Sprung from Some Common Source: Investigations Into the Prehistory of Languages

Stanford University Press, 1991 - 411 pages
With its range focused on Indo-European and extending across Eurasia and into the Americas, this collection of seventeen studies investigates various aspects of the long-range comparison and classification of Indo-European and other major language groups. Some of them confront the controversial question of whether Indo-European and certain other language families had, extending the celebrated phrase of Sir William Jones in 1786, 'sprung from some common source'. With comparative linguistics of recent decades in danger of stifling from an excess of caution, the quest for the answer to that question has now been broadened to attempt to find a deeper common source than Proto-Indo-European. This volume surveys the progress of the genetic classification of languages over the years, records recent developments, and points to abundant opportunities for future research. The contributors - some of the world's leading investigators of the genetic classification of languages - have adopted a broad outlook, looking beyond comparative Indo-European linguistics in two ways:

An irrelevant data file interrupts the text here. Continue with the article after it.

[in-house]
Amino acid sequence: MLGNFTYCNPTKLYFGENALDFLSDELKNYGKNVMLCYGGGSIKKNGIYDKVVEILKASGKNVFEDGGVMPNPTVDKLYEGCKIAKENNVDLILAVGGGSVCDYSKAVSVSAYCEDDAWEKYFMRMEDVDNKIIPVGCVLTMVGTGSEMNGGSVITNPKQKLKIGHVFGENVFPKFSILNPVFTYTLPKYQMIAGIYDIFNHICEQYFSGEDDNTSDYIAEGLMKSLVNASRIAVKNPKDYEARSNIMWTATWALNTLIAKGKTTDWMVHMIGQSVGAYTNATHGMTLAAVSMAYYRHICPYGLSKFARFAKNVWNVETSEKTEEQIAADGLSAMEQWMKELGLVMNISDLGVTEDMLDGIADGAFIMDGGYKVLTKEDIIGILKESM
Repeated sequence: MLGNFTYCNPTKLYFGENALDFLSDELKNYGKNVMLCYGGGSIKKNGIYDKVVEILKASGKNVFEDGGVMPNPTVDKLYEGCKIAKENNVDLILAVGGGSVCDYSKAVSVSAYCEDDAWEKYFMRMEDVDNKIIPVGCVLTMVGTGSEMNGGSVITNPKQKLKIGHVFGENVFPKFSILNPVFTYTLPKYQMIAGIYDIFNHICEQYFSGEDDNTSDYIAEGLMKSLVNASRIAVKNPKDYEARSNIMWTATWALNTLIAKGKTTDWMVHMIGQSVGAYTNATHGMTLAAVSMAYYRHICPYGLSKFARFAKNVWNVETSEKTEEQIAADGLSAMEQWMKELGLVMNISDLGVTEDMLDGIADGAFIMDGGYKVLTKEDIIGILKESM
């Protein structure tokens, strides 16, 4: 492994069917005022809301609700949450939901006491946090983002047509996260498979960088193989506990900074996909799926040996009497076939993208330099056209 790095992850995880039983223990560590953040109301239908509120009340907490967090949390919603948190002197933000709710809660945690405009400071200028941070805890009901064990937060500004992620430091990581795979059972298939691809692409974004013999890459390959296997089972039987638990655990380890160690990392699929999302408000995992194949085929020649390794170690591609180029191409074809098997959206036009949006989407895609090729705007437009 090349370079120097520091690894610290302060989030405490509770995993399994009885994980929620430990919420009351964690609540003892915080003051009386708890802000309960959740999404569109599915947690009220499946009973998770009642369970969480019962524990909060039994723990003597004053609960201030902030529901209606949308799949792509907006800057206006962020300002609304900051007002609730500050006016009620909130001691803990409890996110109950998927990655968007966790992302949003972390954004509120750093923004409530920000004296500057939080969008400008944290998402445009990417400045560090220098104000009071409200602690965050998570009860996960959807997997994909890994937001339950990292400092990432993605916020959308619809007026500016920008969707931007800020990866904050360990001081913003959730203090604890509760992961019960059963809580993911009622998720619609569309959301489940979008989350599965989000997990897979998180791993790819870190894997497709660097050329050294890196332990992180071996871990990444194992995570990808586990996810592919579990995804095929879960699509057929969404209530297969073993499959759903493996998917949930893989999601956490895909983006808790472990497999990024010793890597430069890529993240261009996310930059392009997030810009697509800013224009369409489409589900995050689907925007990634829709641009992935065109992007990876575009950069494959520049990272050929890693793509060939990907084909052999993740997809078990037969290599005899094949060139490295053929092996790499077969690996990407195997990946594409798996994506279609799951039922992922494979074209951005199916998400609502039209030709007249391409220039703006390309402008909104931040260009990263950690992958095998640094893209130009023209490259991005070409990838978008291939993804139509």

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Sprung from some common source: investigations into the prehistory of languages

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This work offers papers from a 1986 symposium celebrating Sir William Jones's famous 1786 hypothesis that Sanskrit, Greek, and Latin were related--a hypothesis borne out by research. Many of these ... Consulter l'avis complet

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